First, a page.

"Treasury did not issue a guidance note, as Treasury does not issue guidance notes," Momoniat said in response to a question from Democratic Alliance finance spokesman David Maynier.
Pieter Smit, the executive manager of legal and policy at the Financial Intelligence Centre, said it was in fact the FIC that did so as there was a gap in existing legislation regarding politically exposed persons. But he noted that a guidance note in itself did not create a new legal obligation on financial institutions. "Guidance notes cannot create legal obligations, only laws can," Smit said.
The question arose after public hearings into President Jacob Zuma's reservations that section 45B (1C) of the bill may be unconstitutional because it allows for searches without a warrant, albeit in limited circumstances.
All participants barring two – the Black Business Council and the Progressive Professionals Forum – deemed Zuma's misgivings unfounded. PPF president Jimmy Manyi, a former Cabinet spokesman, made the extraordinary claim that the bill was an attempt to bankrupt the ruling ANC by blacklisting those who gave it financial support.
Critics of the president however, say they suspect that he sent the bill back to Parliament for review to stall a measure that will strenghten the Financial Intelligence Centre and enable it to dig into his affairs and those of prominent, politically connected figures.
This has added to the impression of a standoff between Zuma and Finance Minister Pravin Gordhan, who filed a court affidavit this week in which he bluntly stated that major banks shut the accounts of the Gupta family's Oakbay Investments because of their links with politically-exposed persons.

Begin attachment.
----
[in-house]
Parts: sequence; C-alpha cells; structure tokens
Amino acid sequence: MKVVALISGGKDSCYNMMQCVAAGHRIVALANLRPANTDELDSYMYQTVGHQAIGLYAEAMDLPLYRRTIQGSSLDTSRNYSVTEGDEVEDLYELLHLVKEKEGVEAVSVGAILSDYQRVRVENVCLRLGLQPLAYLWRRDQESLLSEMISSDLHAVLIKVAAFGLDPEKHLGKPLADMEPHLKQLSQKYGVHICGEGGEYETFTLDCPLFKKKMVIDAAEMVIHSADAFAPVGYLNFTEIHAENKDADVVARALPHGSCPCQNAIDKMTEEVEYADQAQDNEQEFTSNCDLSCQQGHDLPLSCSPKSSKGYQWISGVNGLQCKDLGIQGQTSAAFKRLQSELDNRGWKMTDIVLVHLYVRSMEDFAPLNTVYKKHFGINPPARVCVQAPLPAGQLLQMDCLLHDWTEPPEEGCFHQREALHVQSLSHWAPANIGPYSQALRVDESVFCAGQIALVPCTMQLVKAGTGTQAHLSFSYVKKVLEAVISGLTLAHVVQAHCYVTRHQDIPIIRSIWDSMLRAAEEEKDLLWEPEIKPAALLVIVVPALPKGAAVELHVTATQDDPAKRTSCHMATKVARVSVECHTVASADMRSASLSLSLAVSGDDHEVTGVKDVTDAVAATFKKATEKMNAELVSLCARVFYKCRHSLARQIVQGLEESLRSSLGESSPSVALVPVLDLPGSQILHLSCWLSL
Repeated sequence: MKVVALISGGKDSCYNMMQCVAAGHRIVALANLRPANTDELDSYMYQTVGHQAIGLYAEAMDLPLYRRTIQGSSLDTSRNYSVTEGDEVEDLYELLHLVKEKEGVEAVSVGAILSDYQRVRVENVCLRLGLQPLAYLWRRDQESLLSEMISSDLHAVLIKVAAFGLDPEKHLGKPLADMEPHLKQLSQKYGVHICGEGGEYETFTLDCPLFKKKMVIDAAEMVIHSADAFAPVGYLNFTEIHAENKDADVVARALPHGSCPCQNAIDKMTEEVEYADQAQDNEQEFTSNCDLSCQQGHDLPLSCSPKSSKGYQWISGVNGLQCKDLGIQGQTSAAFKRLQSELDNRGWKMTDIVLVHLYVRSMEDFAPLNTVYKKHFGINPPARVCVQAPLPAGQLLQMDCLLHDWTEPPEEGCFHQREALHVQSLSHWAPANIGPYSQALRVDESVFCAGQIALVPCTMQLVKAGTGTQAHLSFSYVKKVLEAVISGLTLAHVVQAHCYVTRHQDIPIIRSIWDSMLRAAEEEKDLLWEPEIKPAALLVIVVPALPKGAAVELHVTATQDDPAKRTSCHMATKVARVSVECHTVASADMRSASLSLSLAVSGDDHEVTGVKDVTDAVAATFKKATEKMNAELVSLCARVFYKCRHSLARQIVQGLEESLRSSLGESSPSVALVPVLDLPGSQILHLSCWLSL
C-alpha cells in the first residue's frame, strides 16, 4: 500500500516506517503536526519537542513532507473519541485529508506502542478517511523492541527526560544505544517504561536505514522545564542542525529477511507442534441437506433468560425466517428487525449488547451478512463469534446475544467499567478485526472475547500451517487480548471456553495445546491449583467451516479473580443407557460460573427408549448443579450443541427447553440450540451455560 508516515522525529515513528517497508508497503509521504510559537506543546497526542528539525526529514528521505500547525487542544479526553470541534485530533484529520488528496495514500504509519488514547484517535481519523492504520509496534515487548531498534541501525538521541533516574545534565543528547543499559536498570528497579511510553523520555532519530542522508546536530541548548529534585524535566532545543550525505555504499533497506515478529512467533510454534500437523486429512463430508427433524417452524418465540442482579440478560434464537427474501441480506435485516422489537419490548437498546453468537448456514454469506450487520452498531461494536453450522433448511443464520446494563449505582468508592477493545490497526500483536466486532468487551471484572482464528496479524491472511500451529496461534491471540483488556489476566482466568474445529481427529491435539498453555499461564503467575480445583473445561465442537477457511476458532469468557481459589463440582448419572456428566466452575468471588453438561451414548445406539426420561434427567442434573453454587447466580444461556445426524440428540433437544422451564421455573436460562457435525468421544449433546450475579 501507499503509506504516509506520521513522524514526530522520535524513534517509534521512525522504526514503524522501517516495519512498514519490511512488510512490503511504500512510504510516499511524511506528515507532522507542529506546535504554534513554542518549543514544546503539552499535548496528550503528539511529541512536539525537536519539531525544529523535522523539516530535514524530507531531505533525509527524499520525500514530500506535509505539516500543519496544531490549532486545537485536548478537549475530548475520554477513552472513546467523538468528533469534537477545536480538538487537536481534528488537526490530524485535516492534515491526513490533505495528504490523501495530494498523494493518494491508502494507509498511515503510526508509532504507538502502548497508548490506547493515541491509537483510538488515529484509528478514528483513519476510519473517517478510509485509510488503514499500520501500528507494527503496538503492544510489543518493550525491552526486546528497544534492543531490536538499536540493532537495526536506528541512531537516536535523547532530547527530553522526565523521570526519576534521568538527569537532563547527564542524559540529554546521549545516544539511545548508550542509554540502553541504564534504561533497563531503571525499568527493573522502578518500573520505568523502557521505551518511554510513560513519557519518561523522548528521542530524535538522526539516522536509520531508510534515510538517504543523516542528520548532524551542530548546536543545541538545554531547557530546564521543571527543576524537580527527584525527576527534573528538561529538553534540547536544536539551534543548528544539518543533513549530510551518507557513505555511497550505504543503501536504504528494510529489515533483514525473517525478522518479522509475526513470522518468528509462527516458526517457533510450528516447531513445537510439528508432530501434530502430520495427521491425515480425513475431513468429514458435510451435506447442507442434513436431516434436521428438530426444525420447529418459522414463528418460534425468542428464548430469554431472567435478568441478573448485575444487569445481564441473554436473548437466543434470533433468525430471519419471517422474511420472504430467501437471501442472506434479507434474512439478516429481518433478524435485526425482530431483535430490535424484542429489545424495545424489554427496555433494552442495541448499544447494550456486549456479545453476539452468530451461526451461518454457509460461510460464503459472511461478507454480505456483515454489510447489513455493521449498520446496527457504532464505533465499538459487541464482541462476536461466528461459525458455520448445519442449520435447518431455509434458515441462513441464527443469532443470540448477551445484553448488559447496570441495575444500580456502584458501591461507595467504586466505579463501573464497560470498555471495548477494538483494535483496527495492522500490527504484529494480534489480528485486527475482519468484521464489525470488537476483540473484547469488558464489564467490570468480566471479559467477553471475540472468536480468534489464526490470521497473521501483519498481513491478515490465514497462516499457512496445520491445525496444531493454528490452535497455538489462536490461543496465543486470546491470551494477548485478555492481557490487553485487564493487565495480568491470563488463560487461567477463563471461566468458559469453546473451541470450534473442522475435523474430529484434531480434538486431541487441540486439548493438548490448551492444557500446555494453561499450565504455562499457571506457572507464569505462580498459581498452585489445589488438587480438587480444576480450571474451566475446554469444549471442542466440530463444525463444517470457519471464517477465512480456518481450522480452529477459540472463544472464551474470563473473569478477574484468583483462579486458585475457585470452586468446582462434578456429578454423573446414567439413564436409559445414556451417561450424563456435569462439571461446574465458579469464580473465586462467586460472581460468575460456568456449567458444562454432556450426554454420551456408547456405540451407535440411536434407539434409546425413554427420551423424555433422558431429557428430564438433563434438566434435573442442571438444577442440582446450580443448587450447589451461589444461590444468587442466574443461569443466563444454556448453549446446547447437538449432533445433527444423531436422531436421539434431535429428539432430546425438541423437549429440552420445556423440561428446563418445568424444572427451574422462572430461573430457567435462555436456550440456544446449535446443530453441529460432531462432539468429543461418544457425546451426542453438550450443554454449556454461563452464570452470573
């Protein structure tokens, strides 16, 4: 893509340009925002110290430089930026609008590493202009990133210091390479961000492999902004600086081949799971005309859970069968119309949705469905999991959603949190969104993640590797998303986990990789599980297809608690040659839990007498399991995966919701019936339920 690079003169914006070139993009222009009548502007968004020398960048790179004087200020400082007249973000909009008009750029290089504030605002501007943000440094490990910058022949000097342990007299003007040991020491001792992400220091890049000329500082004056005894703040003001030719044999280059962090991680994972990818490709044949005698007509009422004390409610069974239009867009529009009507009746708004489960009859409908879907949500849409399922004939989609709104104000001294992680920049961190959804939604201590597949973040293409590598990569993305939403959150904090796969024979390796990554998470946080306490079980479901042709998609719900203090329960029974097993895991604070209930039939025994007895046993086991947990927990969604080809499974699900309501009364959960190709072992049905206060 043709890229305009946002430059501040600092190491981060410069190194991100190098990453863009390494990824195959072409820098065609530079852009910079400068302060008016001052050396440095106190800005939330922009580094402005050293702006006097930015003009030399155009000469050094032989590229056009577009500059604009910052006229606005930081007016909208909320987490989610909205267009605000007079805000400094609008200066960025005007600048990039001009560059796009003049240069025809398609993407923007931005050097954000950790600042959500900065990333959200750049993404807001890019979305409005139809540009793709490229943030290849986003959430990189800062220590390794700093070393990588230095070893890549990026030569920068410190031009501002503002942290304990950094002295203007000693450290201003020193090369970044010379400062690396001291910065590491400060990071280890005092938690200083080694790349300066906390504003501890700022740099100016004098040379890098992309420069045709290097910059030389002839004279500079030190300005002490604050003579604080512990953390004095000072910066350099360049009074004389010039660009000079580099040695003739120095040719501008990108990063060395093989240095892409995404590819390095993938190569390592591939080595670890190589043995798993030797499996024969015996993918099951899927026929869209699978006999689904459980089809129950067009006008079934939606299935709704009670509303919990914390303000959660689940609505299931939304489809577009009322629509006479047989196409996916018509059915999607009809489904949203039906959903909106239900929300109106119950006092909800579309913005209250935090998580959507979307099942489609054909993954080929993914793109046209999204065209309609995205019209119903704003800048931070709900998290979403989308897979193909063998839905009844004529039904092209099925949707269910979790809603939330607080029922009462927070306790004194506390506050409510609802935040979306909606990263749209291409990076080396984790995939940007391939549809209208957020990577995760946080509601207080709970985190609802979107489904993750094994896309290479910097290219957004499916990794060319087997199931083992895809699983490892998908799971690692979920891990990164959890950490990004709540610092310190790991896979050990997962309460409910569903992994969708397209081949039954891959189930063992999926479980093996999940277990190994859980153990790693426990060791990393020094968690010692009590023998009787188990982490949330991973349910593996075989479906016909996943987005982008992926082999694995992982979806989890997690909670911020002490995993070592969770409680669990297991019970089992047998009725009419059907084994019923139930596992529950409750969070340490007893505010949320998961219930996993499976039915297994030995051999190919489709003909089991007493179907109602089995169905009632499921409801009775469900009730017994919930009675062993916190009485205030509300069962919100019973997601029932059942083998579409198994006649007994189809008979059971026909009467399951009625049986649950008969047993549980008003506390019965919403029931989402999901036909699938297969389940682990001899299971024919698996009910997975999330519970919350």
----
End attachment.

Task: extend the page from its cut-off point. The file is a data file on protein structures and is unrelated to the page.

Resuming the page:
Gordhan's founding affidavit was accompanied by a list of 72 transactions, linked to the Gupta business empire and involving almost R7 billion, that the FIC considered dubious.
Oakbay had accused the minister of plotting with the banks to terminate their relationships with the company last year. National Treasury, in a presentation to the committee on Wednesday, recommended that MPs make minor changes to the section flagged by Zuma, in accordance with proposals by Advocate Jeremy Gauntlett, who handled its submission at the public hearings last week, to "neaten" phrasing.
It would eliminate doubts as to the constitutionality of the section and limit the change of a constitutional challenge, he had argued. The bill is aimed at fighting organised crime, and focuses specifically on the laundering of the proceeds of crime.
It imposes obligations on banks to conduct risk management on people designated as "prominent influential persons". In response to wider concerns raised about the bill, National Treasury said it was untrue that the bill would give banks too much power.
It argued that the South African banking system was highly regulated and the pending Financial Sector Regulation Bill would mean greater conduct regulation and also give wider power to the sector's ombudsman.
Once Parliament has approved the recommendations of the committee, Zuma will have two choices. He must either sign the bill, which languished on his desk for half a year after it was adopted by the National Assembly last May, or send it to the Constitutional Court.